As seen in FIG. 2, bunk 26 is pivotally attached to bunk support 5th wheel 32 that is attached to the bolster 29. Each of the two longitudinally extending C-channels 22 carries a load cell sub assembly 31 of the present invention which will be described in more detail later herein. Each sub assembly 31 comprises a structural angle 100, load cell holding members 34, the load cell 36 and several bolts 108 or other securing means. Each sub assembly 31 and the bolster 29 or other lateral connecting member comprise the aforementioned load cell assembly 24. In other words the load cell assembly 24 comprises structural angles 100, load cell holding members 34, load cells 36, bolts 108 and 52 or other securing devices, and a lateral load bearing member such as the bolster 29 or fifth wheel 38.
FIG. 3 shows the present invention where the load cell assembly 24 is substantially the same as in FIG. 2 but instead of a bolster 29 attached to the central portion 39 of load cell 36 is a fifth wheel 38.
Before describing the present invention further, the prior art will now be described because now the reader should have general familiarity with the environment of the apparatus of the present invention. The prior art will be described with reference to FIGS. 4-10.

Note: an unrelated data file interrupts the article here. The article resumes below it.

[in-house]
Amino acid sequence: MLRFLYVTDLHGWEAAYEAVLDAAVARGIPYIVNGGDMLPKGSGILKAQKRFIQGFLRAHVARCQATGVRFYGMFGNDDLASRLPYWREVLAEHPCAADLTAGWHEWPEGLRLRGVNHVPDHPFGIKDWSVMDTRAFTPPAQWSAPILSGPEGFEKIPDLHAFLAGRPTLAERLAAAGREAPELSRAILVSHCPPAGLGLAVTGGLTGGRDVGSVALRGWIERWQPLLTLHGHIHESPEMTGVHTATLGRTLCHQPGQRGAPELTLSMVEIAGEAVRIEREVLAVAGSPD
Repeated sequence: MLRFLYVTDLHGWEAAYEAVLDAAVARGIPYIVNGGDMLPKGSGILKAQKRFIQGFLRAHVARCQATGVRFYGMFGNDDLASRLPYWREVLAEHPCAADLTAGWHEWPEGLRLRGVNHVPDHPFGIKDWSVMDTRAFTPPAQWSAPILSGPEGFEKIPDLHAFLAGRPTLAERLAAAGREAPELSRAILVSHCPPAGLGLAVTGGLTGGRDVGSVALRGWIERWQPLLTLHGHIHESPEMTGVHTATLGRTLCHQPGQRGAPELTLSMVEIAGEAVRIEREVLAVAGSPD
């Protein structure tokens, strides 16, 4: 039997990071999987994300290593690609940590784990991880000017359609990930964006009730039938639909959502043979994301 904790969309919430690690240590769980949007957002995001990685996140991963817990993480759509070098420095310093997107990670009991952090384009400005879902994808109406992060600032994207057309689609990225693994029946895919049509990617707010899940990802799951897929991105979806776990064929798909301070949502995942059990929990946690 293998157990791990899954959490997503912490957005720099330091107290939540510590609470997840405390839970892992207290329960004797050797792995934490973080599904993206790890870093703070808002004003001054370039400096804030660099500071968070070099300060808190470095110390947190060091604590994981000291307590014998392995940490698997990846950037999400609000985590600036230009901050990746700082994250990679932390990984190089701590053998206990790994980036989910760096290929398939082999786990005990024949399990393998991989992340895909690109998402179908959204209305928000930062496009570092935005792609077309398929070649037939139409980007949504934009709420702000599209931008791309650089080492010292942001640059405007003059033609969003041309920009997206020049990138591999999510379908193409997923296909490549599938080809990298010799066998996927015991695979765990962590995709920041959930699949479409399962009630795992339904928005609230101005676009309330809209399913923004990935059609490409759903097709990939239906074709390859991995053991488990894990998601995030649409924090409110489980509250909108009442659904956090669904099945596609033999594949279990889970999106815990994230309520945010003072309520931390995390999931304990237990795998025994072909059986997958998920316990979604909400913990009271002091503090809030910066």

In FIG. 4 there is shown the load cell 36 having two end portions 40 in each of which is a vertical hole 42. There are two load cell holding members 44 each of which comprise an upper contact surface 46, a lower perimeter portion 48, and a tapped opening 50 which is threaded in a manner so it can receive bolt 52.
In one prior art arrangement shown in FIGS. 5-7, each C-channel has a structural angle 54 attached thereto. The load cell 36 is bolted to the tapped opening 50 of the load cell holding member 44. The lower perimeter 48 of the load cell holding member 44 is welded to the upper horizontal leg 56 of the structural angle 54. The lower vertical leg 60 of the structural angle 54 is bolted to the vertical web 58 of the C-channel frame 23 by bolts 55 and nuts 57. There are openings in the vertical web 58 to allow passage of the bolts 55 to engage in nuts 57. The upper leg 56 of structural angle 54 is positioned on top of the upper flange 62 of C-channel 23 and indirect contact therewith so that the force of the load placed upon load cell 36 will be distributed the load cell holding members 44, and they will in-turn distribute the force to upper leg 65 of the structural angle which transfers the force to the upper flange 62 of C-channel members 22. The entire load cell sub-assembly 63 which comprise the load cell 36, the holding members 44, bolts 52, the structural angle 54 and the nuts and bolts 55/57 is attached to the C-channel members 22 by the bolts 55 and corresponding nuts 57.